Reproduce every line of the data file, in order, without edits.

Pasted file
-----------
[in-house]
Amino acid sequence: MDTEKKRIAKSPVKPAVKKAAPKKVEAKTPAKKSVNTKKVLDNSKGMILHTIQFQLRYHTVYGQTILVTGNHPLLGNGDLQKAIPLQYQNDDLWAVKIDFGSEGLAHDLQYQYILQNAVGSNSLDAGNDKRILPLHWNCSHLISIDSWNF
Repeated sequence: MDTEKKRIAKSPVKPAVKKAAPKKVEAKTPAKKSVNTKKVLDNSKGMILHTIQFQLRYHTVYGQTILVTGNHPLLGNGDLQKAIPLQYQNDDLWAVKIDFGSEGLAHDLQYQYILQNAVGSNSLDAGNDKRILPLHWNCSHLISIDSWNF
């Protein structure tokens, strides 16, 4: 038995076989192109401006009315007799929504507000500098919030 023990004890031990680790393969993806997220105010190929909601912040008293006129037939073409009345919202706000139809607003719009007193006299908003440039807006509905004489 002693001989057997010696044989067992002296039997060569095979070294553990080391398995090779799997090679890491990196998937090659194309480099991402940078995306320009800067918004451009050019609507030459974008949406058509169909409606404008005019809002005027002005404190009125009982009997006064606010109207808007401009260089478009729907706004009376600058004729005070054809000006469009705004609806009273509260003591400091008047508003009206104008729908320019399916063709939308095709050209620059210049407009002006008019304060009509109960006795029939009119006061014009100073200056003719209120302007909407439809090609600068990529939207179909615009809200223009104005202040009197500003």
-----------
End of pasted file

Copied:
[in-house]
Amino acid sequence: MDTEKKRIAKSPVKPAVKKAAPKKVEAKTPAKKSVNTKKVLDNSKGMILHTIQFQLRYHTVYGQTILVTGNHPLLGNGDLQKAIPLQYQNDDLWAVKIDFGSEGLAHDLQYQYILQNAVGSNSLDAGNDKRILPLHWNCSHLISIDSWNF
Repeated sequence: MDTEKKRIAKSPVKPAVKKAAPKKVEAKTPAKKSVNTKKVLDNSKGMILHTIQFQLRYHTVYGQTILVTGNHPLLGNGDLQKAIPLQYQNDDLWAVKIDFGSEGLAHDLQYQYILQNAVGSNSLDAGNDKRILPLHWNCSHLISIDSWNF
């Protein structure tokens, strides 16, 4: 038995076989192109401006009315007799929504507000500098919030 023990004890031990680790393969993806997220105010190929909601912040008293006129037939073409009345919202706000139809607003719009007193006299908003440039807006509905004489 002693001989057997010696044989067992002296039997060569095979070294553990080391398995090779799997090679890491990196998937090659194309480099991402940078995306320009800067918004451009050019609507030459974008949406058509169909409606404008005019809002005027002005404190009125009982009997006064606010109207808007401009260089478009729907706004009376600058004729005070054809000006469009705004609806009273509260003591400091008047508003009206104008729908320019399916063709939308095709050209620059210049407009002006008019304060009509109960006795029939009119006061014009100073200056003719209120302007909407439809090609600068990529939207179909615009809200223009104005202040009197500003």